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Gunnison Valley Hospital offers lifesaving advice on colon cancer prevention

Some reluctance to schedule a colonoscopy examination is understandable, but it can be lifesaving. And, says Cheryl Hansen, registered nurse and OR nurse manager at Gunnison Valley Hospital, “It’s not as bad as some think. In most cases the patient isn’t even aware of the procedure.”

A colonoscopy is a medical procedure that views the rectum and inner lining of the colon or large intestine for the purpose of early detection of precancerous growths or polyps. Colorectal cancer, or colon cancer, in uncontrolled cell growth in the color, rectum or appendix. And, if left undetected, it can result in death.

Last year there were 142,820 new cases of colon cancer reported in the United States. There were also 50,830 deaths related to colon cancer reported. It is estimated that about 1 in 20 people will be diagnosed with colon cancer during their lifetime. And there are approximately 1.2 million people currently diagnosed with certain stages of colon cancer.

Early detection is really the key to surviving colon cancer, notes Hansen. Statistics show the five-year survival rate of patients at the earliest stages of colon cancer is 74 percent, whereas the five-year survival rate of patients with stage five colon cancer is only 6 percent. “Colon cancer, if detected early, is highly treatable. The more advanced it becomes, the less treatable it becomes, which is why it is so important for both men and women, starting at age 50, to schedule a colonoscopy examination,” she notes.

The recommended age to begin testing is 50. However, if there is a history of colon cancer in the family or symptoms begin to manifest themselves, then it may be advisable to begin testing early. “Under these circumstances or if polyps are detected, a patient should seek advice from their doctor; a doctor may recommend examinations every six months, year, or five years,” she adds. The general rule is from age 50 on, a patient should schedule a colonoscopy examination every five years.

As noted, the examination itself is typically simple and painless. The patient is sedated and a thin tubular instrument called a colonoscope is used. A small camera on the colonoscope gives the doctor a view of the rectum and the colon. The entire length of the large intestine can be examined, and if a suspicious growth is observed, a tiny tissue sample can be obtained for later examinations. In some cases, if detected, tiny polyps can be removed using the colonoscope. “Some people have heard horrible stories about the preparation and procedure, so they’re afraid,” explains Hansen. “Or they believe they should wait until they’re older or think because there’s no family history of colon cancer or they have no symptoms that they don’t need to undergo the examination. True, the preparation is no fun, but it can lead to the detection of cancerous polyps that can be treated in the early stages. It comes down to a matter of life and death in some cases.” Preparation requires the bowels to be cleansed 24 to 48 hours before examination.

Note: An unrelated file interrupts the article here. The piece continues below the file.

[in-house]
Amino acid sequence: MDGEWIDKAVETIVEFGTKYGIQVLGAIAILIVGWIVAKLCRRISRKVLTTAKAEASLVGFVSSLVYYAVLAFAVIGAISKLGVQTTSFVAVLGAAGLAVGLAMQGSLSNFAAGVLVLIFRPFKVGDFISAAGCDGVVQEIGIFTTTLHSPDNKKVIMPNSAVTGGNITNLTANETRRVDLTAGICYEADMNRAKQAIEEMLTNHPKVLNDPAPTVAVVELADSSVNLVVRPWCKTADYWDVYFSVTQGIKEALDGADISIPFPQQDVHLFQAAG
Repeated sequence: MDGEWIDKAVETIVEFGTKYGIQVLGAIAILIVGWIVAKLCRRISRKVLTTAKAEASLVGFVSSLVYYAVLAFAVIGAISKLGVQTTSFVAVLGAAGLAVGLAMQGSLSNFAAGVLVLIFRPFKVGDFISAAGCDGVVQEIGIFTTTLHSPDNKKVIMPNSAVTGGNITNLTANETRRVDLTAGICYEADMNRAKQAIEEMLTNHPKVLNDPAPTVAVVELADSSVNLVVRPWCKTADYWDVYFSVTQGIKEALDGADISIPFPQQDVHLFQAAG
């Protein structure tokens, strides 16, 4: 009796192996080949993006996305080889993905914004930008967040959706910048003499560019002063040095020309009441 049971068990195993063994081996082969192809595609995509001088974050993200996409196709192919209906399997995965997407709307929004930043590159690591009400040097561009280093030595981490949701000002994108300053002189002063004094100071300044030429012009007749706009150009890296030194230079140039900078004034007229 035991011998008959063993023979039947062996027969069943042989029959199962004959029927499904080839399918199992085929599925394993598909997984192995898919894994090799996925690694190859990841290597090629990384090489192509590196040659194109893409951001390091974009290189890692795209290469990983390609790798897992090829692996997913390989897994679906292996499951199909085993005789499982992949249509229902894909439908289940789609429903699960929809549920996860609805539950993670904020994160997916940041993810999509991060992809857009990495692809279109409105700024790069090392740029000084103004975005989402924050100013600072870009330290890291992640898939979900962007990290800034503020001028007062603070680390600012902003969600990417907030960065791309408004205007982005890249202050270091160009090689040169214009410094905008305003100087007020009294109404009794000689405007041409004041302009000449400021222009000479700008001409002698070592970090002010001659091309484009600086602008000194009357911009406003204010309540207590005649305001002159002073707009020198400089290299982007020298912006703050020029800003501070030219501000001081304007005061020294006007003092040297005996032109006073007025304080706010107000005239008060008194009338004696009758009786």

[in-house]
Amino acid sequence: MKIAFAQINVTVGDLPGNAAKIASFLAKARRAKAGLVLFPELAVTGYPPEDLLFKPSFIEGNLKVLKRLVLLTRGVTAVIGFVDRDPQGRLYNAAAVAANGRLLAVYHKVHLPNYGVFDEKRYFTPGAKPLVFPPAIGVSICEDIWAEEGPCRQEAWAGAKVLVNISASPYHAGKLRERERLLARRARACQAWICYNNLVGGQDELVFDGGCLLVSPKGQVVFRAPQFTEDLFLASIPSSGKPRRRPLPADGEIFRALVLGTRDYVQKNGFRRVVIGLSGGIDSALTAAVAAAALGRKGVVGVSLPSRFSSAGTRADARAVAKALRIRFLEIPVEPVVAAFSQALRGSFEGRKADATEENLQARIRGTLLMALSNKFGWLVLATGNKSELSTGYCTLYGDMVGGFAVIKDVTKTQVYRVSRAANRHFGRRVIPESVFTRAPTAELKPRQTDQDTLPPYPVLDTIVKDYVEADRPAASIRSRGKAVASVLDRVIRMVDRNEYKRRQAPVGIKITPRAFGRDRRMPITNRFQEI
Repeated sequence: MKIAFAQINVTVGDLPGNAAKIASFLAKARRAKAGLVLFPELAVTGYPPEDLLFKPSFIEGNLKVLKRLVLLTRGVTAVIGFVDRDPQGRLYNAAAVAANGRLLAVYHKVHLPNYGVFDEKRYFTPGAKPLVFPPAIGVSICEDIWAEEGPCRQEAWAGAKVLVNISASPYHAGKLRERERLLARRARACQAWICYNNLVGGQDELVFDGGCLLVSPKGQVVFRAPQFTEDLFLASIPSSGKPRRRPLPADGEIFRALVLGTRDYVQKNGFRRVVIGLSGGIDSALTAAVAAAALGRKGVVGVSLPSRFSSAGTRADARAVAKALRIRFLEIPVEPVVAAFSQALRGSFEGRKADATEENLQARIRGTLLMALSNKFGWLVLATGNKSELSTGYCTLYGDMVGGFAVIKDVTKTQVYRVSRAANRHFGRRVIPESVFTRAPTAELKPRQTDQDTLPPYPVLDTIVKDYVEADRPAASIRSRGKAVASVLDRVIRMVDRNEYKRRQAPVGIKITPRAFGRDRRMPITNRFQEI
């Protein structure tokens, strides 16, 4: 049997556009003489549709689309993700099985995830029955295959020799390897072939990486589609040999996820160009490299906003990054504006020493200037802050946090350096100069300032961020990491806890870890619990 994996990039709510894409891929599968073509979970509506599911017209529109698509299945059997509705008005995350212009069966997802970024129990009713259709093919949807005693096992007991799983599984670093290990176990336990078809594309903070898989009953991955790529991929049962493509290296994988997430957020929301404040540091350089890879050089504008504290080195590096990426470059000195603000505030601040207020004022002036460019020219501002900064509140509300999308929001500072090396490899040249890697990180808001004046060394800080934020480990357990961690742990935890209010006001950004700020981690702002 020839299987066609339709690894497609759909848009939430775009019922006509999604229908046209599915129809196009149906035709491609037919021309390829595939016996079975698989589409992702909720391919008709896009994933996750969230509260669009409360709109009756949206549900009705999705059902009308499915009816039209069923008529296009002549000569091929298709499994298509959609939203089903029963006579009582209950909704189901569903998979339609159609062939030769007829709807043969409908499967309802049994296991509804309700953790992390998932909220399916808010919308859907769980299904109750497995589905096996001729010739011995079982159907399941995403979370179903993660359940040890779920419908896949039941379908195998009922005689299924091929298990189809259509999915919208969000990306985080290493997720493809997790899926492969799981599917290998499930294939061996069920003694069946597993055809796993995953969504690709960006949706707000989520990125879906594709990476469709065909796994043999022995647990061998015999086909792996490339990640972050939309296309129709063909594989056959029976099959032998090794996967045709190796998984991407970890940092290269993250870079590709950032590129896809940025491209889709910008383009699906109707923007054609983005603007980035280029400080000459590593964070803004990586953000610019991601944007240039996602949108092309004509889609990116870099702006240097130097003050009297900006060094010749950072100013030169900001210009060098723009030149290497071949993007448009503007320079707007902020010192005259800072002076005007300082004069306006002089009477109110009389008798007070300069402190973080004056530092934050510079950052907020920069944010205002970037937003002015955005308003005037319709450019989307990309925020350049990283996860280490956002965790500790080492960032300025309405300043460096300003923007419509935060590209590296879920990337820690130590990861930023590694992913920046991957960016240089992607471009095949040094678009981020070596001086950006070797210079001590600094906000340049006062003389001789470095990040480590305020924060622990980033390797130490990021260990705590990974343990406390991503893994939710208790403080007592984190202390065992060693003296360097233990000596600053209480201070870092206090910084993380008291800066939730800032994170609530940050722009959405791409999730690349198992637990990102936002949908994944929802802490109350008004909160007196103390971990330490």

Hansen says the doctors at Gunnison Valley Hospital ask the patient to take a laxative the evening before and not eat 24 hours before the examination. Patients can drink clear liquids up to six hours before the procedure. And, as noted, the patient is generally completely unaware of the procedure itself. Hansen does warn individuals that if they do encounter telltale symptoms, they should immediately contact their doctor. Those symptoms include rectal bleeding, a change in bowel habits (like persistent diarrhea), a decrease in blood count due to a loss of iron, significant weight loss, or chronic unexplained abdominal or rectal pain. During the examination, doctors can also check for other bowel diseases such as ulcerative colitis and Crohn’s disease. Doctors recommend after the examination that patients take it easy and rest that day, but they can resume regular activities the following day. Hansen said there are five doctors at the Gunnison Valley Hospital that specialize in colonoscopy examinations. Individuals can contact the hospital or their primary care physician for more information on colonoscopy examinations.

For more information or to schedule a colonoscopy, call Gunnison Valley Hospital at (435) 528-7246.